Vitamin and minerals might be small compounds but they play a critical role in our health.
In some cases, not getting enough of a given vitamin can be dangerous and can even have long-term negative effects.
To make matters worse, people often don’t know the symptoms that come with being short of a given vitamin.
Take vitamin B12 deficiency and tingling as an example. Some people may experience this type of tingling, without ever realizing that it is connected to vitamin B12 deficiency.
Now, vitamin B12 deficiency may not be as well-known or as common as vitamin D deficiency but vitamin B12 is still important. In fact, it may even be more relevant, simply because many people already know the symptoms of vitamin D deficiency.
So, this post takes a look at the science behind vitamin B12 deficiency, along with some of the key signs and symptoms, such as vitamin B12 deficiency and tingling.
What does Vitamin B12 Do?
Vitamin B12 has a range of roles within the body, affecting multiple systems. In particular, vitamin B12 impacts your blood, nervous system and gastrointestinal tract.
For example, some of the key functions of vitamin B12 include helping to keep the blood cells healthy and aiding in the production of DNA (1).
Vitamin B12 is absorbed through stomach acid, which separates the vitamin B12 from food into a usable form. As a result, some conditions can affect the absorption of vitamin B12 (2).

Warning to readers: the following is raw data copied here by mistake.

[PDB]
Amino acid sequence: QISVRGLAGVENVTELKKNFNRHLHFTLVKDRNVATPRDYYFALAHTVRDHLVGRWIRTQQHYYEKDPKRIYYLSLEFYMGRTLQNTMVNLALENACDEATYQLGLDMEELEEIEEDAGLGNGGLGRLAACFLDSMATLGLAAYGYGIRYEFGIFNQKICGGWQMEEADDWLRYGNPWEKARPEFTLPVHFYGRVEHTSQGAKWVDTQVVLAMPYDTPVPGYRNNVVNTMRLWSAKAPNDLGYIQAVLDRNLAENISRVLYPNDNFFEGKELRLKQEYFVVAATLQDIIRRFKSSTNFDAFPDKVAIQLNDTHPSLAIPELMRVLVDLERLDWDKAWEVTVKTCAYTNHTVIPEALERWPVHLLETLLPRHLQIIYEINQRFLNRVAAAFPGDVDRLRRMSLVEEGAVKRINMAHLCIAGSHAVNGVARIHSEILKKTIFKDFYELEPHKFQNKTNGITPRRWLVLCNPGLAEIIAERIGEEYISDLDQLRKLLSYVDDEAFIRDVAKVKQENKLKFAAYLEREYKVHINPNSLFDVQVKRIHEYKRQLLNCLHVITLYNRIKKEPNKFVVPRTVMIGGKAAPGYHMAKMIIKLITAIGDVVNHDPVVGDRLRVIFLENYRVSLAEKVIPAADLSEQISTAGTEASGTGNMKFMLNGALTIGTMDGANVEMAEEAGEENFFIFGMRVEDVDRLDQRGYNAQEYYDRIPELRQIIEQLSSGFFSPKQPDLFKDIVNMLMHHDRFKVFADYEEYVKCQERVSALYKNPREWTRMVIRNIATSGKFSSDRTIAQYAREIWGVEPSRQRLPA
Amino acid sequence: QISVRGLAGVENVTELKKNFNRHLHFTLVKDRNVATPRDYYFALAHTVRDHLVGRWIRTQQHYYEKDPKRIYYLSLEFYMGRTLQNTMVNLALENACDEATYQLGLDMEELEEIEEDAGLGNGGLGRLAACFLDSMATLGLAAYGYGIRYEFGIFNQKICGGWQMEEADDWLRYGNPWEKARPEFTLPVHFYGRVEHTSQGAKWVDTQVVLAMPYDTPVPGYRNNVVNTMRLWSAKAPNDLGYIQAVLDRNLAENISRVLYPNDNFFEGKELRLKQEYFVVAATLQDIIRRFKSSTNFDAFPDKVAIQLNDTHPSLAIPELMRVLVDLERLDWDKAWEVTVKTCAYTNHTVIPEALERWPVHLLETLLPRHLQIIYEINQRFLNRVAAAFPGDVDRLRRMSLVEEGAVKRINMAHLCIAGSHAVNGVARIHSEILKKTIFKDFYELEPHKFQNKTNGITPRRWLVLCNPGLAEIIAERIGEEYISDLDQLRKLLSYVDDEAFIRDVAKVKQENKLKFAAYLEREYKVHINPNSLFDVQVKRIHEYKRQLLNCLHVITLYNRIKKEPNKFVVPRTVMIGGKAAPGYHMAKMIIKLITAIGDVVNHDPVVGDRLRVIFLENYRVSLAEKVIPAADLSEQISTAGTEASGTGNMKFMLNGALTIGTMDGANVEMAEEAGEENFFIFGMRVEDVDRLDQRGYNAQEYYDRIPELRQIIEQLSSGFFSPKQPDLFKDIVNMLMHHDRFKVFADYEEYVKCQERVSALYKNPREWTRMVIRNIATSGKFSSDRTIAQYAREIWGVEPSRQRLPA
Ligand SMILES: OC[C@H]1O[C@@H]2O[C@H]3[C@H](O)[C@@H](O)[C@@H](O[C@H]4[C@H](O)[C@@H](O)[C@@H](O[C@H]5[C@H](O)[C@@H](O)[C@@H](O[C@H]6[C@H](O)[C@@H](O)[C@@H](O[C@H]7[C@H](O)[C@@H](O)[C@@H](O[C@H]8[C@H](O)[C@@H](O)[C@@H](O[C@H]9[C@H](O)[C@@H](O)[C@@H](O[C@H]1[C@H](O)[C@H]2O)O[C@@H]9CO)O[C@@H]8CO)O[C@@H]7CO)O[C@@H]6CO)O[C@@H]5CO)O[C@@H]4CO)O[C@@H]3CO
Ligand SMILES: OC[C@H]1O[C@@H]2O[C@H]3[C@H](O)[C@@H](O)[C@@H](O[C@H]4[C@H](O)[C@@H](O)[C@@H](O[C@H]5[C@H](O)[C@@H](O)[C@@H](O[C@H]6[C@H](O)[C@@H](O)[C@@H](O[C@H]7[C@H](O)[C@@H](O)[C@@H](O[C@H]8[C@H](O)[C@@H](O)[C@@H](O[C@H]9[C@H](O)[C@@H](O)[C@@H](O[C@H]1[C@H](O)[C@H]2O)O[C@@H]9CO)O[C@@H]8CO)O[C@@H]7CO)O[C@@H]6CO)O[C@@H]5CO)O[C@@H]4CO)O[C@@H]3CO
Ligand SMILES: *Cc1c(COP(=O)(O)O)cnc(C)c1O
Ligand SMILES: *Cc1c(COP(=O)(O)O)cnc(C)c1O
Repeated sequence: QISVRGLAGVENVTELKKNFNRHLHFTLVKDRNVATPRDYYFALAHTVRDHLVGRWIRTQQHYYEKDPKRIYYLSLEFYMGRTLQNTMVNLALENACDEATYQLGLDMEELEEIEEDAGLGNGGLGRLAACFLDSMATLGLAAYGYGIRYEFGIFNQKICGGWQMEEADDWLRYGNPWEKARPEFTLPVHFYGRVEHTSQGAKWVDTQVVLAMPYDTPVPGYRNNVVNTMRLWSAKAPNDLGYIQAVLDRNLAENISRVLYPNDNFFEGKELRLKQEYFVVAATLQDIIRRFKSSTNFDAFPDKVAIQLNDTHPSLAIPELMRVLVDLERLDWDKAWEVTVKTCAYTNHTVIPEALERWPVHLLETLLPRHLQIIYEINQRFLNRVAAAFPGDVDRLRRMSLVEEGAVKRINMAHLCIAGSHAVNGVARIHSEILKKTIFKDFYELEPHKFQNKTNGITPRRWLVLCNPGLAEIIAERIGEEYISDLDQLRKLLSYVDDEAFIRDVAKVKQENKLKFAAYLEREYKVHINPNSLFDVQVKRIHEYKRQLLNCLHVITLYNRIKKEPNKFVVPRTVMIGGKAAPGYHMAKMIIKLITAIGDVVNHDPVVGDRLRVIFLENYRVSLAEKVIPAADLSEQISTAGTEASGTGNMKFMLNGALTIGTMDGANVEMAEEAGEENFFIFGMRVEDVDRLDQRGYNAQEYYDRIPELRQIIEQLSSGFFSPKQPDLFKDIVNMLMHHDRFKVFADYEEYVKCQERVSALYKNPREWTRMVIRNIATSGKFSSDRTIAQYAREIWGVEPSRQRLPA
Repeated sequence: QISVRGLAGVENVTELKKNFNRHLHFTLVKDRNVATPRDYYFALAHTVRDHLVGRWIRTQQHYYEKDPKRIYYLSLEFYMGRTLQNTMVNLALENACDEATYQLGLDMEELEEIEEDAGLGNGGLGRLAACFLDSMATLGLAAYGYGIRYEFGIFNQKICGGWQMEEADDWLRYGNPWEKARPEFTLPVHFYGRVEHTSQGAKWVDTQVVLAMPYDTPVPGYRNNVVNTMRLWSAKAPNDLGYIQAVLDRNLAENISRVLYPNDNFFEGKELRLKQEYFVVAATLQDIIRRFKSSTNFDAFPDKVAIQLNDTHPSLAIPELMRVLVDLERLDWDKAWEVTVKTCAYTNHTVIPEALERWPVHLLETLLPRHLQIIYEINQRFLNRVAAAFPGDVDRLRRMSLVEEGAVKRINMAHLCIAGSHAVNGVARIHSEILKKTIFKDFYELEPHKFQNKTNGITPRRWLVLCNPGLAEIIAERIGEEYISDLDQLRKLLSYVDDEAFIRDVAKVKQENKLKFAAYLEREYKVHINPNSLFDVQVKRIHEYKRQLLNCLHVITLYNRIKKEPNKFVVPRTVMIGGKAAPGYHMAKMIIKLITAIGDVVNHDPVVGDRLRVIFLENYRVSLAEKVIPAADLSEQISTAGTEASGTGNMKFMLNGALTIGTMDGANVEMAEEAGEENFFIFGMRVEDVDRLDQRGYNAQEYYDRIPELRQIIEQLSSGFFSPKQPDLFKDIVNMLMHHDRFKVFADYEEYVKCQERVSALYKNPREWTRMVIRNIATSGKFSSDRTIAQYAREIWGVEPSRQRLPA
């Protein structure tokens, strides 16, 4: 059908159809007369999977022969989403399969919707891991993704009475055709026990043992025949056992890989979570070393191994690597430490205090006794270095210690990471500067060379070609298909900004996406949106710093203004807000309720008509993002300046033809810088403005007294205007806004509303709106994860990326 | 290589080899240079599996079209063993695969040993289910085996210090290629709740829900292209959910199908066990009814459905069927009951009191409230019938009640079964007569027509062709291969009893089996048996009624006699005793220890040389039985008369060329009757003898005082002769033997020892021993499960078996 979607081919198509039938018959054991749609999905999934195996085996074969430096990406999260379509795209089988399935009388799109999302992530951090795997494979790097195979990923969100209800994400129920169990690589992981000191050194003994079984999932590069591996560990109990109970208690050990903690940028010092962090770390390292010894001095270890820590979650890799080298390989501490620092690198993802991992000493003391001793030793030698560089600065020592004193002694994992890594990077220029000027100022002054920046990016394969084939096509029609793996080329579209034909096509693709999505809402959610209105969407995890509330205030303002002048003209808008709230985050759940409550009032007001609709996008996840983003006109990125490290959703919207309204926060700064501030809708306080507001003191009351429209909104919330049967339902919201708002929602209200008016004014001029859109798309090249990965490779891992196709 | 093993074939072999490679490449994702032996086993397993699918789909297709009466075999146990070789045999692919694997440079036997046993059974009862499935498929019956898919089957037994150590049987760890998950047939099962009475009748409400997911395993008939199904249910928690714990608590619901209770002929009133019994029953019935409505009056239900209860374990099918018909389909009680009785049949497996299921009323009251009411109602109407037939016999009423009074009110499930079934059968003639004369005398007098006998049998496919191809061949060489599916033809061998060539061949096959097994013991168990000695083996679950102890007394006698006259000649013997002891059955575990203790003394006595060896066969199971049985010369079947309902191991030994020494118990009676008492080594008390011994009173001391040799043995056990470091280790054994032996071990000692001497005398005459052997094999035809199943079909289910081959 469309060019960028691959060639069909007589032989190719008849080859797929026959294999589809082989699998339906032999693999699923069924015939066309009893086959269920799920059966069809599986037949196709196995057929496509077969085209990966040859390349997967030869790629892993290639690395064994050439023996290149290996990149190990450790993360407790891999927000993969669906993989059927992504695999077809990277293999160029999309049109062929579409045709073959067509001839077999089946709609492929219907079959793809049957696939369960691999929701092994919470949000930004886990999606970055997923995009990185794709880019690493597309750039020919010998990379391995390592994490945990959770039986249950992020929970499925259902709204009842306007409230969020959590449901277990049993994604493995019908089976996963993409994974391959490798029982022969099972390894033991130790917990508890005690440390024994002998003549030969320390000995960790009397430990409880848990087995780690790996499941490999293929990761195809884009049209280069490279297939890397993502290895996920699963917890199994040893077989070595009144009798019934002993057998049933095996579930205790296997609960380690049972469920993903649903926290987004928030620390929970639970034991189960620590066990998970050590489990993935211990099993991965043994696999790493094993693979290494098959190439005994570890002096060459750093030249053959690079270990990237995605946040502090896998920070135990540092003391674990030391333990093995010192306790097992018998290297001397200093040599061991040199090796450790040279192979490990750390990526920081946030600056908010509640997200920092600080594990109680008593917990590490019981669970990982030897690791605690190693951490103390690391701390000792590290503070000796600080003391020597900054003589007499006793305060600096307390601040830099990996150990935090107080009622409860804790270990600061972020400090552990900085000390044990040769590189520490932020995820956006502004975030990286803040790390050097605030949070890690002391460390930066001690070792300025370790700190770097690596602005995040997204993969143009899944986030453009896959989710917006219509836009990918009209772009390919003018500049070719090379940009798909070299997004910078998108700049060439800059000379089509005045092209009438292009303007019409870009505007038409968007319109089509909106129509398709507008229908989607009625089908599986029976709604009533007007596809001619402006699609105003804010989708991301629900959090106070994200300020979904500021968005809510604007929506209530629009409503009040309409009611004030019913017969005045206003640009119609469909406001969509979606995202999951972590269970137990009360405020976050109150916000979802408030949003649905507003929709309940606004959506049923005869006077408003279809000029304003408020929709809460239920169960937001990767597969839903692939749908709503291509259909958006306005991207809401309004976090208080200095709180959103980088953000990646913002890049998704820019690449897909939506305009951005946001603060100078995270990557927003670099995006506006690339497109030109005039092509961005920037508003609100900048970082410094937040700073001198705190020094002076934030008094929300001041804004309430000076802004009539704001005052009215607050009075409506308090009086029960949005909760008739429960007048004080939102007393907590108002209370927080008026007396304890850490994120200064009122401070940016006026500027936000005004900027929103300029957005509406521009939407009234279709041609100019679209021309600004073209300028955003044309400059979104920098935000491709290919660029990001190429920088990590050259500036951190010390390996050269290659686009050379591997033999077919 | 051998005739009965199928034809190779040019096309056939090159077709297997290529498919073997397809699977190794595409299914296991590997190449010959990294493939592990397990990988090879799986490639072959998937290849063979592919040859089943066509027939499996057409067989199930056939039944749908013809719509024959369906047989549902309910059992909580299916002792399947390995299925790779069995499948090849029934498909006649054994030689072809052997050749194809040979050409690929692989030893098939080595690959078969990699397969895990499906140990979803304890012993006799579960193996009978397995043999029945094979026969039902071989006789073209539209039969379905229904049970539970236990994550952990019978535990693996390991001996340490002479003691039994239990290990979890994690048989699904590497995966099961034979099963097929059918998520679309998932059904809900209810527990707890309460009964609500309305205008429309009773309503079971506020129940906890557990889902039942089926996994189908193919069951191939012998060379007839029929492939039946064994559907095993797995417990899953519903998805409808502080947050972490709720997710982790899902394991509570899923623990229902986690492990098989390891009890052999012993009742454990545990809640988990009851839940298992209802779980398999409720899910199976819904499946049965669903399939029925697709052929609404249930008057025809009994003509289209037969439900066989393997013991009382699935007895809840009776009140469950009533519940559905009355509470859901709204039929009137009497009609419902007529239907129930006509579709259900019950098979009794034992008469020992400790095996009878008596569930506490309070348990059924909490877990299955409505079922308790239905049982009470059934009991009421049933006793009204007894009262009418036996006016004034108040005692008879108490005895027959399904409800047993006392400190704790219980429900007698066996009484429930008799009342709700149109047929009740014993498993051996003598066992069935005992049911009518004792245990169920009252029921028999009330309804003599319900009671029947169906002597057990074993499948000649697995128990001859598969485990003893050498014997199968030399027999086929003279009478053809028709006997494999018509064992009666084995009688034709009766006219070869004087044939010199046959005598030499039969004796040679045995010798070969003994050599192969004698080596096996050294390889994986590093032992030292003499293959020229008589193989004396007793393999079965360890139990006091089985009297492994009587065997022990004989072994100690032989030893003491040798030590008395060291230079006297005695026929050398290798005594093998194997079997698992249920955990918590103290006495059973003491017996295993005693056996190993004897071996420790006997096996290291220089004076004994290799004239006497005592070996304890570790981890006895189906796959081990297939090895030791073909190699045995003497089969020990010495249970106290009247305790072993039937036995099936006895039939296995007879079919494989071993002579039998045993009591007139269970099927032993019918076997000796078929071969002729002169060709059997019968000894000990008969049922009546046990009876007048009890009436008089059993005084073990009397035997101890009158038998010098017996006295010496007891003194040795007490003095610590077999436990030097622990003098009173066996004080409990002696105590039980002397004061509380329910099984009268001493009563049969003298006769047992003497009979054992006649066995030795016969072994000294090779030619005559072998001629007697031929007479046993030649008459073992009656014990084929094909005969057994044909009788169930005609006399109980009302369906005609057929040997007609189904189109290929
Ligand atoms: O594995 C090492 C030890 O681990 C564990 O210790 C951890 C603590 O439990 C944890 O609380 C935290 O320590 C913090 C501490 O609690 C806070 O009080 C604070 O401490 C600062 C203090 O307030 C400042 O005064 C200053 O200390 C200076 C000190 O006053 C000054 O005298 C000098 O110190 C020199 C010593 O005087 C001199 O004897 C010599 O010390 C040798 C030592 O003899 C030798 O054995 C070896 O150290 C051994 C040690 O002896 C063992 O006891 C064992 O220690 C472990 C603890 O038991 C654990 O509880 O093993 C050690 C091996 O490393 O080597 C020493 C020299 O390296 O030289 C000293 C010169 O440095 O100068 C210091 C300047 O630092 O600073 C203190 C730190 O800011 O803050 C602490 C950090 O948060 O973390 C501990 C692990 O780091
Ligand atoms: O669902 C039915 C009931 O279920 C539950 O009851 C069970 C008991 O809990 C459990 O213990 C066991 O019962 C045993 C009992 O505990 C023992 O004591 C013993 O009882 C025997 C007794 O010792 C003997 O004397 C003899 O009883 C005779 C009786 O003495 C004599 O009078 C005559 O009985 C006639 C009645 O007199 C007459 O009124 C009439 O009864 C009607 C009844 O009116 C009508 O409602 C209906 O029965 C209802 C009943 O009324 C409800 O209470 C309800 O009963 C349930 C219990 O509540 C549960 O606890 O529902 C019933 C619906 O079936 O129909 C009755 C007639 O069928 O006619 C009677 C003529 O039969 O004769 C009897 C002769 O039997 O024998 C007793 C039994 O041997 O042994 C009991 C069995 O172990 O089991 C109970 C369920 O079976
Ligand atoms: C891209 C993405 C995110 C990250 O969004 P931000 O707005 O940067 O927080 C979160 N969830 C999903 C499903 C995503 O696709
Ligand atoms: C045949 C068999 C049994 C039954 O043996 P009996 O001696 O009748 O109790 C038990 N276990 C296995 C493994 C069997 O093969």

The way that vitamin B12 affects the body may also mean it may have other impacts on health. For example, some researchers have looked into the impacts of vitamin B12 supplementation on disease risk, although the research is still in its early stages (3).
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Is Vitamin B12 Deficiency Common?
Like other vitamins (with the exception of vitamin D), our bodies don’t make vitamin B12. Instead, we need to get it from our food or from supplements.
In most cases, a person with a healthy diet will already be getting enough vitamin B12.
However, this isn’t necessarily true for everyone.
For example, some people aren’t consuming enough of the vitamin, while others may not absorb vitamin B12 effectively from their food.
Both issues can contribute to vitamin B12 deficiency.
Research indicates that the deficiency is relatively common, especially in older adults.
For example, one estimate suggests that 3.2% of adults above 50 years of age may have low levels of vitamin B12. As much as 20% of this population may be on the borderline of being deficient (4).